In one facility alone, Healthcare at Foster Creek in Portland, nine of 35 people who became infected died, according to an announcement from the state coronavirus Joint Information Center.


Though the United States federal government has not been releasing a count of its own, an Associated Press tally from media reports and state health departments indicate at least 2,755 deaths have been linked to coronavirus deaths in nursing homes and long-term care facilities nationwide.


WASHINGTON — Washington health officials announced Sunday morning that 97 positive new COVID-19 infections had been identified, bringing the total up to 1,875, with three new deaths for a total of 50.

Mayor Muriel Bowser declared a state of emergency on March 11 and issued a stay-home order on March 30 for Washington’s approximately 700,000 residents.


ANKARA, Turkey — Turkey saw a daily rise of 4,789 coronavirus cases and 97 deaths on Sunday as a 48-hour lockdown in 31 cities approached its end.

“This struggle is won by staying at home, not in hospitals,” Health Minister Fahrettin Koca said in a statement. Turkey has now recorded 56,956 confirmed cases and 1,198 fatalities since the outbreak emerged on March 11.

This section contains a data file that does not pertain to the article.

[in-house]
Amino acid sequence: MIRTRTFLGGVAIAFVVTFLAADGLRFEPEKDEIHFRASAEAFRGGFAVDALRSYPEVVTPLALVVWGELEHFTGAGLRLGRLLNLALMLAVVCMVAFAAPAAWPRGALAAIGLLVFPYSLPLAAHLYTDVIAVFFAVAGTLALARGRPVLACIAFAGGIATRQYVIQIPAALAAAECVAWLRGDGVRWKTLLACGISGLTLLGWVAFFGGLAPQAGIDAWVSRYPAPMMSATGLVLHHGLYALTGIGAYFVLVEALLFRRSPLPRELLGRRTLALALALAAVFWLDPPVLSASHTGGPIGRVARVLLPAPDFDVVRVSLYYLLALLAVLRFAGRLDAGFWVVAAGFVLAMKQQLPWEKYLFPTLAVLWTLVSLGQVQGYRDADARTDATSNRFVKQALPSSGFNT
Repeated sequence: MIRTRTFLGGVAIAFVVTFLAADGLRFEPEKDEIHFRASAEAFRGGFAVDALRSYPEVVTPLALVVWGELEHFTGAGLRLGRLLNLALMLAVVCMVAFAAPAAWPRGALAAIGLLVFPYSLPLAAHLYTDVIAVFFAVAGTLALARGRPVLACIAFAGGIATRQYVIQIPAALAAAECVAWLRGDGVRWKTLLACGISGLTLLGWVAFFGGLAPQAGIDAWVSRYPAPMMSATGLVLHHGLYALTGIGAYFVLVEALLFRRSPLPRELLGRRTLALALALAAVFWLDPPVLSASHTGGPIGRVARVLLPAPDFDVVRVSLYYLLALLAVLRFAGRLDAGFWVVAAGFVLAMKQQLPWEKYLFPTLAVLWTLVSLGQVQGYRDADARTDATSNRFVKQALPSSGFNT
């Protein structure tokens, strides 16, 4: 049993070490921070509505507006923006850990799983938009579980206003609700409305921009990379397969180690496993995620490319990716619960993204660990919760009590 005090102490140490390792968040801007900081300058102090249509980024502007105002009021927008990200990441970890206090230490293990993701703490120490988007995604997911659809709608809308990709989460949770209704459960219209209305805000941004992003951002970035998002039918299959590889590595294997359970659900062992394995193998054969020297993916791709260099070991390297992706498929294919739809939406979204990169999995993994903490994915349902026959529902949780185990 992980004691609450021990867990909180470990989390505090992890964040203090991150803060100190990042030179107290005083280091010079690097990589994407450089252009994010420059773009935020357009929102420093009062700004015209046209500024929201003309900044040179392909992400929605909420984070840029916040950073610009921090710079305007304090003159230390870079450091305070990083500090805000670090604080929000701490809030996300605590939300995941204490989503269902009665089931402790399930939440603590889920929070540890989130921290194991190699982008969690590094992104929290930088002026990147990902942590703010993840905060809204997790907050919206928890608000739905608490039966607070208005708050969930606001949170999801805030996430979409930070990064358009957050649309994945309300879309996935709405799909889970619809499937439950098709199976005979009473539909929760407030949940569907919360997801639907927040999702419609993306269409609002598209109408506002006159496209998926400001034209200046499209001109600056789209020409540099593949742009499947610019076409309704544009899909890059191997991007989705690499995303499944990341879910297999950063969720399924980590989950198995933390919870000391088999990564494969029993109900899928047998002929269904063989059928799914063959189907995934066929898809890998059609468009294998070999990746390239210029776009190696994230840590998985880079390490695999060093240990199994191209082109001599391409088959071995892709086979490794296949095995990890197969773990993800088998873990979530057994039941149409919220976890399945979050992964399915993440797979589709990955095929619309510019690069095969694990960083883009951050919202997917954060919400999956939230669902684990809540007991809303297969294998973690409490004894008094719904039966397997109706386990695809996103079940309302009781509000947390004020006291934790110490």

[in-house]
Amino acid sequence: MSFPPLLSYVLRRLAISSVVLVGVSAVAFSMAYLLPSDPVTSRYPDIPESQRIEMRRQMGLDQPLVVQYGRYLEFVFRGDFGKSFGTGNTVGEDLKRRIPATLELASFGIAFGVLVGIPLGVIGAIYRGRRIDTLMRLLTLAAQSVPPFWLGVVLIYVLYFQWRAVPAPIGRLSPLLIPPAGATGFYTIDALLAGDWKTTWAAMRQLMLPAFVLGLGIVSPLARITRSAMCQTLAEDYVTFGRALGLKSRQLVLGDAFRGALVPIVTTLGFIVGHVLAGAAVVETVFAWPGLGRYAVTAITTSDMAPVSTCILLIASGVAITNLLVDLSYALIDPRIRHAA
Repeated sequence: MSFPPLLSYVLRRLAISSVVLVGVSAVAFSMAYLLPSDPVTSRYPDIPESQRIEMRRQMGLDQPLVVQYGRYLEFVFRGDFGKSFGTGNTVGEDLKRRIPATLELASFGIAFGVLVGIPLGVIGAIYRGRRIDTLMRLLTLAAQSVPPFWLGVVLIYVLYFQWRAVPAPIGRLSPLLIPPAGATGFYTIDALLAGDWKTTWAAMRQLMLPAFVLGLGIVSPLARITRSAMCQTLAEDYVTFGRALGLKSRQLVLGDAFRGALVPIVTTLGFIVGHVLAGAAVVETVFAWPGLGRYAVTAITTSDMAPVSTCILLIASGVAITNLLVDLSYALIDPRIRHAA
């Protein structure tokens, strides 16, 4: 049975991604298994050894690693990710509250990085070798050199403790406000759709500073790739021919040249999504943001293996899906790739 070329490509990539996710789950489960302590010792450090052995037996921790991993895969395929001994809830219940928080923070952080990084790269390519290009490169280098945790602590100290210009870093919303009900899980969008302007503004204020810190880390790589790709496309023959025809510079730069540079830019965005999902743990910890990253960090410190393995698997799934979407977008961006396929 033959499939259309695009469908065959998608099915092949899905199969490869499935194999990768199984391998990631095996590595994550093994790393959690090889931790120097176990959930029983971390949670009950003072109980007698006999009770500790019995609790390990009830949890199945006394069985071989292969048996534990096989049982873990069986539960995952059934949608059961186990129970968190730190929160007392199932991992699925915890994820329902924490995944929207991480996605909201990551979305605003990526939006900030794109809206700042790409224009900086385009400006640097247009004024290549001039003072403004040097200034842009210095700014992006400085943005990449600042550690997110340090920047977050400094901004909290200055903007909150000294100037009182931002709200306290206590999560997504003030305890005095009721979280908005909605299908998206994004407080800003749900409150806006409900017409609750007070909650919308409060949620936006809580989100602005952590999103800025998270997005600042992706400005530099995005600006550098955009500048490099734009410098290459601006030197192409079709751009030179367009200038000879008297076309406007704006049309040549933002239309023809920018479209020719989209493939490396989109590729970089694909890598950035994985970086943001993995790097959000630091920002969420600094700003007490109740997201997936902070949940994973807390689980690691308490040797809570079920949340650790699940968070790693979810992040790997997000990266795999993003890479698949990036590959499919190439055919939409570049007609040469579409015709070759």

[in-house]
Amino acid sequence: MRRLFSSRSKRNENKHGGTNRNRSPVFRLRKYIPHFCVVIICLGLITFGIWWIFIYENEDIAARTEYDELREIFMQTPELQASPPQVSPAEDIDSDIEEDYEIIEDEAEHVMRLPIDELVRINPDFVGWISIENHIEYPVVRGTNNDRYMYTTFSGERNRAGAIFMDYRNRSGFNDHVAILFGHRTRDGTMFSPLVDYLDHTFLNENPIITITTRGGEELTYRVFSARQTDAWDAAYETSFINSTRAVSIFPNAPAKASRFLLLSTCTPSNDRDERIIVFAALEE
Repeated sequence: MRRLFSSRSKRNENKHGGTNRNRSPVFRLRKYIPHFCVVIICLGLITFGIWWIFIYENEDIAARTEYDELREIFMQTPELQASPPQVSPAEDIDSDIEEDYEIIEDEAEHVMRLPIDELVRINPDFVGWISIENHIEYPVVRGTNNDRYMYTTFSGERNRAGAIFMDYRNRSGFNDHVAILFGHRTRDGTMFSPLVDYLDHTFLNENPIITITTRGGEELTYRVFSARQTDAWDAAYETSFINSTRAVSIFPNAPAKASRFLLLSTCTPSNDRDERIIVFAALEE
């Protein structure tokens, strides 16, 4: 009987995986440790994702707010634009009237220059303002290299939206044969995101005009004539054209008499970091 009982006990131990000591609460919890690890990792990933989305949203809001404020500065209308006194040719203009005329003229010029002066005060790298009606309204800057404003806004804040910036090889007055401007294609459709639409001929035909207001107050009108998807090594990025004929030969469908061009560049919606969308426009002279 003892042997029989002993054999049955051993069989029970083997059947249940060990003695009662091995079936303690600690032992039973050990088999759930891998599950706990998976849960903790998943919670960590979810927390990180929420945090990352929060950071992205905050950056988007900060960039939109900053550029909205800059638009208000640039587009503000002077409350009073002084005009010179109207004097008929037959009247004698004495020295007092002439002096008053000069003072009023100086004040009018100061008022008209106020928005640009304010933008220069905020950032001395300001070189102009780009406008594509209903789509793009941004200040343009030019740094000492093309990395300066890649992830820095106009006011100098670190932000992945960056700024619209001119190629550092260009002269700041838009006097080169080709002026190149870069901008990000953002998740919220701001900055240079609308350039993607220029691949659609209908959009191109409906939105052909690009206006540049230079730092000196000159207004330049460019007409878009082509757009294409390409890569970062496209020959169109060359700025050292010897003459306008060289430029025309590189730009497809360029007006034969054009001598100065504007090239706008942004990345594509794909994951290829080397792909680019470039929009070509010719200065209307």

COLOMBO, Sri Lanka — Imposing a new regulation, the Sri Lanka government on Sunday ordered that the corpse of a person who has died or is suspected to have died of coronavirus should be cremated.

The order comes amid concerns raised by the ethnic minority Muslim leaders in Sri Lanka, saying the cremation of the dead body of a Muslim COVID-19 victim is against the Islamic practice of a burial.

A government decree issued on Sunday said that the corpse of a corona victim should be cremated “at the temperature of 800 to 1,200 degrees Celsius for a minimum period of 45 minutes to one hour for complete burning, for the purpose of prevention of any potential biological threat.”

According to the new regulation, the body of the deceased will be handed over only to those involved in the cremation process, and the ashes of the deceased may be handed over to the next of kin at their request.

So far, seven people have died of the virus while 140 are being treated at hospitals while 56 have recovered.

Two weeks ago, Sri Lanka Muslim Congress leader Rauff Hakeem said that the second person to die in Sri Lanka infected by coronavirus was not allowed to be buried despite requests by family and political leaders. Hakeem however requested Muslims to be patient considering the extraordinary situation.